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INTERN PROJECTS

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WKIP 2022

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Kahaluʻu, North Kona, Hawaiʻi

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Kahina hewitt

Located in the wahi kūpuna of Kahaluʻu Kūāhewa in the district of North

Kona there are identified water sources, retention, and distribution

systems; this is contrasting to often predominant discussions about Kona

being dry with a lack of irrigation. This research aims to highlight the

abundance of water sources, features, retention, and distribution systems

found in Kahaluʻu Kūāhewa. These features include kuaiwi, ʻauwai, and

pūnāwai and were identified through ethnohistorical research and the

examination of historical and contemporary maps to ultimately inventory

and create a comprehensive list of these impressive bodies of wai.

Conducting fieldwork was an additional component of this project.

Fieldwork techniques that were implemented include ground truthing,

GPS documentation, and mapping using a compass and baseline mapping

technique. Through the Wahi Kūpuna Internship Program, the 2022 cohort,

Ka Hālona Lewa o ka ʻŪmeke ʻAi, established relationships with the

revered ʻāina of Kahaluʻu Kūāhewa and hope to continue to support its

growth by encouraging the Kona community to familiarize themselves

with the place through wahi kūpuna stewardship.

Kahina's project here
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Kawai souza

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The research offered in this narrative aims to assist in the cultivation and

development of agricultural practices at Kahaluʻu Kūāhewa, a major

agricultural zone in the ahupuaʻa of Kahaluʻu in North Kona. Kahaluʻu

Kūāhewa is the largest known remaining portion of the Kona Field

System, a rich rain-fed dry-land agricultural complex on the mokupuni

(island) of Hawaiʻi. This research highlights the importance of regenerative

agriculture methods in ensuring a sustainable maximization of food

production and identifies ancestral regenerative agriculture methods

currently being or of interest to be practiced at Kahaluʻu Kūāhewa. To aid

in the understanding and implementation of these ancestral regenerative

agriculture methods, we documented one of the kīhāpai or cultivated

patches at Kahaluʻu Kūāhewa. It is the aim of this research to assist in the

expansion of current agricultural practices at Kahaluʻu Kūāhewa in order

to move toward a future in which food production is primarily self-

sustaining.

Kawai's project here

Kaʻala bertlemann

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“Paepae hou ia ka Pōhaku” comes from a longer saying: Paepae hou ia ka

pōhaku i paʻa maila ke kahua hale hou; to prop up the stones once more,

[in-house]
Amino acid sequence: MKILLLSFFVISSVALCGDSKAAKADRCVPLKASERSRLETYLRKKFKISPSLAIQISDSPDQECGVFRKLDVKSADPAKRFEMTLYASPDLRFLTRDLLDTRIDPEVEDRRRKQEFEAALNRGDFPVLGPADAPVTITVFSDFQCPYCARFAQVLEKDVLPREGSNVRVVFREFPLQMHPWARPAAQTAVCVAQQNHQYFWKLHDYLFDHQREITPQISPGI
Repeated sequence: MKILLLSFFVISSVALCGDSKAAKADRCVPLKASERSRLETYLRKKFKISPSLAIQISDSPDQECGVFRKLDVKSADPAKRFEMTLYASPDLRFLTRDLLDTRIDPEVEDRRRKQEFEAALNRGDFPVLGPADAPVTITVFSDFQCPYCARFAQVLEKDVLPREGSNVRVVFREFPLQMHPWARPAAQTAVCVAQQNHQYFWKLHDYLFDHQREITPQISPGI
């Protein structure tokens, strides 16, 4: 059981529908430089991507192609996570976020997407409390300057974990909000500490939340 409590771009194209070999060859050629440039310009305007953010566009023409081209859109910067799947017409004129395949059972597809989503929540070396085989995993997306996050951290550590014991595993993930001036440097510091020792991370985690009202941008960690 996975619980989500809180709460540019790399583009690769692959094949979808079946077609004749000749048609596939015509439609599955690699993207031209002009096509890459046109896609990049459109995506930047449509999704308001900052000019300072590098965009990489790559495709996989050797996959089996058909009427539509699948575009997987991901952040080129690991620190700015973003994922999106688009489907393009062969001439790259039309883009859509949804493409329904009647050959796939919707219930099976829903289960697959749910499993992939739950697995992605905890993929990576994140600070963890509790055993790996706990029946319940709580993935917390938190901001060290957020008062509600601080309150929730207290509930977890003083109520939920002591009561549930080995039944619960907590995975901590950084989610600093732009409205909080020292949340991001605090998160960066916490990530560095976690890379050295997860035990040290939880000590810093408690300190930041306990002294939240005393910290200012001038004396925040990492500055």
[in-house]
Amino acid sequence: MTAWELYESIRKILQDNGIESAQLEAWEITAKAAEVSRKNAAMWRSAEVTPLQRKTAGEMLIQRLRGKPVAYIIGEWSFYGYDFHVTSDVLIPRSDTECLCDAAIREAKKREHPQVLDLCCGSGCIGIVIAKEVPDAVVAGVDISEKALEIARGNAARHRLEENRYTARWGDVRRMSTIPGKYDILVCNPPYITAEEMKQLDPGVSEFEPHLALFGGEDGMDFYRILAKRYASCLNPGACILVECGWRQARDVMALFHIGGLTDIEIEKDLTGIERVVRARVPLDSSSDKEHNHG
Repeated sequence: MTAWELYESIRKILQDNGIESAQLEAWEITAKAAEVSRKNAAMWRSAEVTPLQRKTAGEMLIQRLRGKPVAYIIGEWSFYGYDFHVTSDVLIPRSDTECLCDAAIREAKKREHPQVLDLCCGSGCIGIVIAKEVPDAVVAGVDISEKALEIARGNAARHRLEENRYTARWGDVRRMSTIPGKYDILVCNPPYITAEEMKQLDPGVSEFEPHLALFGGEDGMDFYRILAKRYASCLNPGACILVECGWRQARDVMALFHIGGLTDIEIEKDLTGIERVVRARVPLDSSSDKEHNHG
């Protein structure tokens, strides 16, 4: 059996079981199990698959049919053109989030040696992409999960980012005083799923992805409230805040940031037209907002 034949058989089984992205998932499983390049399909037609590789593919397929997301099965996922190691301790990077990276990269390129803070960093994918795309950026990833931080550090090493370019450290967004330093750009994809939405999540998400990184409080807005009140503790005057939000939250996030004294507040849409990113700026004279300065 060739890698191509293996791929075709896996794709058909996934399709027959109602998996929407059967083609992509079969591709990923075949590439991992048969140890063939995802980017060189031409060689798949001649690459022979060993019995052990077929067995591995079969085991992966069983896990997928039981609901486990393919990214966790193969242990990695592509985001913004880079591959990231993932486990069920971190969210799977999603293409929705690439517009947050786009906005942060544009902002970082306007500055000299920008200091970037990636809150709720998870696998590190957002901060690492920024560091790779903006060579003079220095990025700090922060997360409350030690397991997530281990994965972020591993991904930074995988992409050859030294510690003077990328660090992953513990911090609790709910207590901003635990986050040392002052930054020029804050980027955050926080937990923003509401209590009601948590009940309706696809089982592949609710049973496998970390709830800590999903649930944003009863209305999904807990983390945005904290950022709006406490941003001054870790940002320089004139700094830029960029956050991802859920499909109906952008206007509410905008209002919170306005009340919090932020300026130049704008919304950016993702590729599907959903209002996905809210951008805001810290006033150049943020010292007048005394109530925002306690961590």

so a new secure foundation is formed. With this research I hope to

contribute to the foundational knowledge of heiau , their function, and the

relevance of heiau to people and place. Heiau and our smaller shrines like

ʻahu, Unu and Koʻa were the spiritual pillars of our communities. Through

scholarly articles, reports, maps, and by conducting interviews with

community members in Kahaluʻu, I was able to create a catalog of the

heiau in Kahaluʻu. Additionally, the catalog includes a listing of the different

types of structures used for prayer and worship and the names of the

heiau within the ʻahupuaʻa of Kahaluʻu. Considering that we were

frequently working in the agricultural field system of Kūāhewa in Kahaluʻu,

this research additionally highlights agriculture heiau. In this report I

introduce what heiau are, there is a bit information of the history of our

heiau, and the story behind the decline of our use of heiau in Hawaiʻi.

Kaʻala's project here

Kainani merill

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The ʻāina known as Kahaluʻu Kūāhewa is located in the ahupuaʻa of

Keauhou in the moku of Kona within the mokupuni of Hawaiʻi and stands

at a central location for the West Hawaiʻi Educational complex. This

location is ideal for offering ʻāina based educational experiences for the

West Hawaiʻi Educational Complex. Through a series of interviews done

with educators from a variety of grades, experience levels, and different

originating regions, the query focused on the type of support that would

be appropriate, convenient, and practical for public education teachers

in the West Hawaii Complex area. The response from educators was that

a premade curriculum that could be easily and effectively brought into

their classrooms, with activities such as coinciding field trips, would be

especially beneficial. Another matter that was brought to light was the

turnover rate within the Hawaiʻi Department of Education that leads to

high hiring rates of new and non local teachers. The lack of familiarity

with the region and culture could also be addressed by Kahaluʻu

Kūāhewa through family based Professional Development that includes

introduction of ʻāina, culture and curriculum development support. By

developing a robust infrastructure and a thriving variety of curriculum,

Kahaluʻu Kūāhewa has the opportunity to effectively positively impact

public education within its complex area.

Kainani's project here
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